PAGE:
There are many sources that can cause moisture in your home, including:
- Plumbing, flashing, and roof leaks
- Damp basements and crawl spaces
- Cooking, showering, and indoor line drying of clothes
- Improperly vented combustion appliances and clothes dryers
- Flooding and sewer backups
- Poorly maintained gutters, downspouts and drains
- Landscaping and plants that block crawl space vents and drainage systems
While some signs of excess moisture maybe obvious, like condensation on windows, often times they are hidden in the crawl spaces and basements of the home. This polluted air below the house will eventually move to the rest of the house, often times carrying odors, contributing to poor indoor air quality and causing uncomfortably high humidity levels. Studies show that as much as 50 percent of the air in a home comes from these below-grade areas.
Moisture is also the fuel that feeds the fire for mold. Mold needs water to grow – without it mold cannot grow. Mold also needs a food source and a temperature between 40 degrees and 100 degrees F.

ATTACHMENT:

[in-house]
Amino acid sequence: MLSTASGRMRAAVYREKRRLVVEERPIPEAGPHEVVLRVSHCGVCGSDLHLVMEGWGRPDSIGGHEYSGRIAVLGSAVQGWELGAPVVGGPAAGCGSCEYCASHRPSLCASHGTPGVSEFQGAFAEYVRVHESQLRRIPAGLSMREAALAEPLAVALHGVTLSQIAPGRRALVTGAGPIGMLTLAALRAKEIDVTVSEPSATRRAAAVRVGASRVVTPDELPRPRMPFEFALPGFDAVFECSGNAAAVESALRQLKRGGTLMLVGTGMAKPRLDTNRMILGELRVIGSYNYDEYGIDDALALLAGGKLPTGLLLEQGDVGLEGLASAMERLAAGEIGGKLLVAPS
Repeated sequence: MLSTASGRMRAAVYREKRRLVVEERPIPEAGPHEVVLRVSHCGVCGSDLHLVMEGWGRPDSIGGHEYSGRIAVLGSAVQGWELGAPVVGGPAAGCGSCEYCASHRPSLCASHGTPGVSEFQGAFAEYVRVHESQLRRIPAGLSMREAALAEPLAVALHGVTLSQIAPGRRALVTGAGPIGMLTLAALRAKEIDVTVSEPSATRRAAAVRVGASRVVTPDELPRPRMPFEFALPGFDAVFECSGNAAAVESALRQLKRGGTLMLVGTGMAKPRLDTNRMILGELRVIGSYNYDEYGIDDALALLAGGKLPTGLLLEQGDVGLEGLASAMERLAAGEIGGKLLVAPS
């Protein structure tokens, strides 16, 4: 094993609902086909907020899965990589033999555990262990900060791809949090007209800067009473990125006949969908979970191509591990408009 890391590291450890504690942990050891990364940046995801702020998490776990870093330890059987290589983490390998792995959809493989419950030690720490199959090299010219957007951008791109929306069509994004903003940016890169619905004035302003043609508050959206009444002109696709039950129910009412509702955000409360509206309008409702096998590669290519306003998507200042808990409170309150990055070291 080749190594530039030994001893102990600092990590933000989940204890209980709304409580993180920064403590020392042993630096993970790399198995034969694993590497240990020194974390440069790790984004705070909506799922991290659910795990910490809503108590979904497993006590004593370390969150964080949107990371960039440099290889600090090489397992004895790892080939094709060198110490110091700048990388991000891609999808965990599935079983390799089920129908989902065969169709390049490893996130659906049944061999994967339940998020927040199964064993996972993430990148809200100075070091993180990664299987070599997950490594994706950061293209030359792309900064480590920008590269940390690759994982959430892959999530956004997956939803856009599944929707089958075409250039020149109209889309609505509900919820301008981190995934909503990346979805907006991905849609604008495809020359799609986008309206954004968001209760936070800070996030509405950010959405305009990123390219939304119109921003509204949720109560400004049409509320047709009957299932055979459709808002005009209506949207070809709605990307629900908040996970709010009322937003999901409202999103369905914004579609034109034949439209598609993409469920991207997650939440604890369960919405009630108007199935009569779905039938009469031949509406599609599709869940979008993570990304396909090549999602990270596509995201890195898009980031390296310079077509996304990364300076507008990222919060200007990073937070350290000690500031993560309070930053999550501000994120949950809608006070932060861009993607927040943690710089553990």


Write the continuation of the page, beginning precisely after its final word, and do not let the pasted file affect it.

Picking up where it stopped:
Effects of Moisture on Your Home
Excess moisture in your basement or crawl space can cause mold to grow. Mold can grow in or on almost anything in your home, including furniture, carpet, wood, dry wall, and insulation. Too much moisture can also cause wood to buckle, split and even rot, which may weaken the structure of your home. It can even cause peeling, chipping or cracking of paint.
Effects of Moisture on Your Health
Mold, bacteria, cockroaches, and dust mites have been linked to triggering allergies and asthma attacks and may even cause children who do not have allergies or asthma to develop either condition. Exposure can cause coughing, sneezing, wheezing, upper respiratory irritation and asthma symptoms.
The Environmental Protection Agency’s offers A Brief Guide to Mold, Moisture, and Your Home.